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Posts Tagged ‘David’

Whenever we get to DC for any appreciable time, we try to get to the National Gallery.  We can spend hour after meandering through the maze of viewing rooms, taking a vurtual tour through the timeline of art history.  There’s so much to see that we never see it in its entirety, often leaving out entire eras and movements.  But one section that we never miss is that area that features the Byzantine and early Italian Renaissance art.  Maybe it’s the beauty of the gold-leafed backgrounds that give the religious scenes an iconlike feeling or maybe it’s the thought of all the history that many of these pieces had witnessed and how amazing it is that they have weathered the vagaries of many wars to survive in such beautiful condition.

Take for example, the painting above, St.. Jerome Reading from one of my favorite artists of this era, Giovanni Bellini.  The surface and colors of this piece are stunningly pristine looking even though it was painted in the 1480’s.  It looks as fresh as a newly painted work.  I don’t know how much conservation this painting has underwent but one of Bellini’s masterpieces and another of my favorites, St. Francis in the Desert, which is in the Frick Collection in NYC, underwent conservation last year and they said it basically just needed a good dusting off.  Even if it has underwent a little plastic surgery, which I doubt, it is incredible to see it’s surface.

Another favorite is a piece from Andrea del Castagno made from leather stretched over a wooden  frame called The Youthful David that features the image of the biblical David with his sling in hand and the head of Goliath at his feet.  The piece was painted as a shield for probably some wealthy Florentine family to brandish during  the festivals and parades of the time.  I love the color and action of this piece as well as the thought of how many events it has been witness to over the ages, how many parades in which it was carried since it was painted in the 1450’s.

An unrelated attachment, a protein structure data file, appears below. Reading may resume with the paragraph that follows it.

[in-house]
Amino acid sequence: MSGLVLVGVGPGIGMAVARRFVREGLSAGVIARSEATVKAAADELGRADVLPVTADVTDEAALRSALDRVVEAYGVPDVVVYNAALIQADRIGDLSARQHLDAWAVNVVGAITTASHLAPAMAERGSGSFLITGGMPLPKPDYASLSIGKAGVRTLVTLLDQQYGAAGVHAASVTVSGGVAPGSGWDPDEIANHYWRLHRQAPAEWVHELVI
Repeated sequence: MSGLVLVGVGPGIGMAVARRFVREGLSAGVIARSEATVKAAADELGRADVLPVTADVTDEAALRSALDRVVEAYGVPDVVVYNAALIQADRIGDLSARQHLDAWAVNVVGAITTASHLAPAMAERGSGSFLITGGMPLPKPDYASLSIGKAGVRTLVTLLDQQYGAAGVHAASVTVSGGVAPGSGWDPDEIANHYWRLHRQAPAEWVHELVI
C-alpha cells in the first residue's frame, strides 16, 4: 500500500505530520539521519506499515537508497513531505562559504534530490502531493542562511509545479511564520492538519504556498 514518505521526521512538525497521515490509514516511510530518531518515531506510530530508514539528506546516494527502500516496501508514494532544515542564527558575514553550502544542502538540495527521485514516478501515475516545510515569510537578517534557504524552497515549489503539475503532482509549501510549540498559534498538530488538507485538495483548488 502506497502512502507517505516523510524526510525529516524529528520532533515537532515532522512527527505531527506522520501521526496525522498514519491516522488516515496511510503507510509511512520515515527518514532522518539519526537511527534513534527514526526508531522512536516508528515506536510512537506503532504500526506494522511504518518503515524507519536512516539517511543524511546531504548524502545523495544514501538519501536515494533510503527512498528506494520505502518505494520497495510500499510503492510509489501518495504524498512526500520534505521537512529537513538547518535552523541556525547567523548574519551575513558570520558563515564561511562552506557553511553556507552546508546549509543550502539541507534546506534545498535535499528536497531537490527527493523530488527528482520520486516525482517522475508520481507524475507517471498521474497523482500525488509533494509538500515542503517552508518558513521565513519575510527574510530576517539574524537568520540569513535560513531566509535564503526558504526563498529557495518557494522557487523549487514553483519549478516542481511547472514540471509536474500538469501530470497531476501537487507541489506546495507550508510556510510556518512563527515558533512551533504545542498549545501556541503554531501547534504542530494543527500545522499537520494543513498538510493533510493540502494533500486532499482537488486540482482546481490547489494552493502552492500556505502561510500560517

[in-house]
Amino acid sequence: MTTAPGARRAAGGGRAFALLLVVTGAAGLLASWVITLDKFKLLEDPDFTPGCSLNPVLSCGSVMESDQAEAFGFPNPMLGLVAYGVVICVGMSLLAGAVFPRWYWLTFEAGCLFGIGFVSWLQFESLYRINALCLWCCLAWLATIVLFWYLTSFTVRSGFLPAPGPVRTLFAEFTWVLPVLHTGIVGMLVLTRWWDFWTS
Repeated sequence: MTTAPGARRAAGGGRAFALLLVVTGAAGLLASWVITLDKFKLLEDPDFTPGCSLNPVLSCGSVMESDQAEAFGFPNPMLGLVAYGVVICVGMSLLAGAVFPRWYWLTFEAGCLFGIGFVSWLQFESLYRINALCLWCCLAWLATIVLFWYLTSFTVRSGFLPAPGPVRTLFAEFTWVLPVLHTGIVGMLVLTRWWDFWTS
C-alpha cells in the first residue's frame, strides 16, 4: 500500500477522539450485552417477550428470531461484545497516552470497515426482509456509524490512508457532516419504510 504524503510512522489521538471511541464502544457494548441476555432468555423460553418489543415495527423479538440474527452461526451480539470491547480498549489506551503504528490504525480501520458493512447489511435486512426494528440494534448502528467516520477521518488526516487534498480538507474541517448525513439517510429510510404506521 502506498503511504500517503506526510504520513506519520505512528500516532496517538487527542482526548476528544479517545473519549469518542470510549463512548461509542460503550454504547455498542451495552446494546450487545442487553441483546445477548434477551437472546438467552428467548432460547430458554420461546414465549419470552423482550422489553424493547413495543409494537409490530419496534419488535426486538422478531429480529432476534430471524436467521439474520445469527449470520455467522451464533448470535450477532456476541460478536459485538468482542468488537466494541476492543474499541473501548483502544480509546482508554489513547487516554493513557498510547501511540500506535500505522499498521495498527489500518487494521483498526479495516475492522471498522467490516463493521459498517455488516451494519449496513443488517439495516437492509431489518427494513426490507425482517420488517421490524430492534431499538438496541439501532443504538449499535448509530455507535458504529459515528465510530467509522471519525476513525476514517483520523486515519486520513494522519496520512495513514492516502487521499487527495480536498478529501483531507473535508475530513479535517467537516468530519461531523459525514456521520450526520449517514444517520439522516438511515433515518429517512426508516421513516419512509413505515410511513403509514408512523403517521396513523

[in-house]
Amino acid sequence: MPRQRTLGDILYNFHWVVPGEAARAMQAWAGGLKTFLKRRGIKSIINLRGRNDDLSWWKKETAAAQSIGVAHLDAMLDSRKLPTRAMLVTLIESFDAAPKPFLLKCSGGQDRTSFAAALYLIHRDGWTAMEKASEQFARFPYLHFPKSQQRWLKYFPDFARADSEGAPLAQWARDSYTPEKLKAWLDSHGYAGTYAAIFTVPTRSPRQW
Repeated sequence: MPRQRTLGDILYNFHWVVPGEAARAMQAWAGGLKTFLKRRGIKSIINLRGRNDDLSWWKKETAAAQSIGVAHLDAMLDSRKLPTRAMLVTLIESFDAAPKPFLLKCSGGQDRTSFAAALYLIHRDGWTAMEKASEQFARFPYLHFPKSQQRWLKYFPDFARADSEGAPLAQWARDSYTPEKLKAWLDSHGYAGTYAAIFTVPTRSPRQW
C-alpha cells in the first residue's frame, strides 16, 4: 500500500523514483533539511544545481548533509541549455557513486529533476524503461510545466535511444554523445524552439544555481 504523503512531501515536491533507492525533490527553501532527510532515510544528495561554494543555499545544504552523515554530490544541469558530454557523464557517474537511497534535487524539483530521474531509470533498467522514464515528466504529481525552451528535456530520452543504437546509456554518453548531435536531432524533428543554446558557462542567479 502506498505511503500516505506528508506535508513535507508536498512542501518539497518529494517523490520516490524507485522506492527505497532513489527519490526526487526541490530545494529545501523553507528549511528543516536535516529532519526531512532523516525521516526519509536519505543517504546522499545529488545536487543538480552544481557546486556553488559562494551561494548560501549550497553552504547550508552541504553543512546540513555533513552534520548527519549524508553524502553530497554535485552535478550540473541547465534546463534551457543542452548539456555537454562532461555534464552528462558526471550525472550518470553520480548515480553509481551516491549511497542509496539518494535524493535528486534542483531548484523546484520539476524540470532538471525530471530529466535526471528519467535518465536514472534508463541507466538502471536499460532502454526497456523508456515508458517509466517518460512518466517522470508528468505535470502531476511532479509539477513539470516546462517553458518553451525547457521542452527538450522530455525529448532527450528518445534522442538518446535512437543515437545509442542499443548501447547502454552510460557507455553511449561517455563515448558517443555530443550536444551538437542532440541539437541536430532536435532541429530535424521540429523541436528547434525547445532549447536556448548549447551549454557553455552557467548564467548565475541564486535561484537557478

I could go on and on about some of the work there, so many pieces that stop me in my tracks in awe.  I thought I would just mention these two because they hit me most the other day and continually inspire in ways that are not always evident.

Just plain good stuff…

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Give me a place to stand, and I will move the Earth.

Archimedes

^^^^^^^^^^^^

This is actually a condensed and long accepted version of  Archimedes‘  words.  It was really about the power of lever in physics.  He actually said: Give me a lever long enough and a place to stand  and I will move the Earth.  But the lever has been dropped over the 2200 or so  years since he lived and has come to signify something more than a statement about physical mechanics.  It is an almost existential statement about the power of the individual in changing the world.  The small somehow defeating  the overwhelming forces set against them.

David versus Goliath. 

 David’s lever was the sling and stone he used to take down the giant.  Every underdog has somehow identified a strategic advantage that has enabled them to triumph against all odds.  Something that plays to their own strengths and magnifies their greater opponent’s weaknesses. 

What is the lever you will use to move the Earth?

I call the painting above A Place to Stand after these words of Archimedes.  It is a new piece that is a 24″ by 30″ canvas that is a very simple composition that relies on the juxtaposition of the single Red Tree set against a powerfully set sky that seems ready to overwhelm the diminuative tree.  Yet, against all the elemental force  of wind and weather that  the sky can muster, the tree perseveres.  It uses the flexibility of its trunk and limbs to absorb the wind and its bark protects it against the heat and cold. 

It stands alone, without protection.  Yet it stands.   Just standing  strong where you are is a lever powerful enough to change the world. 

Perseverance is often its own victory.

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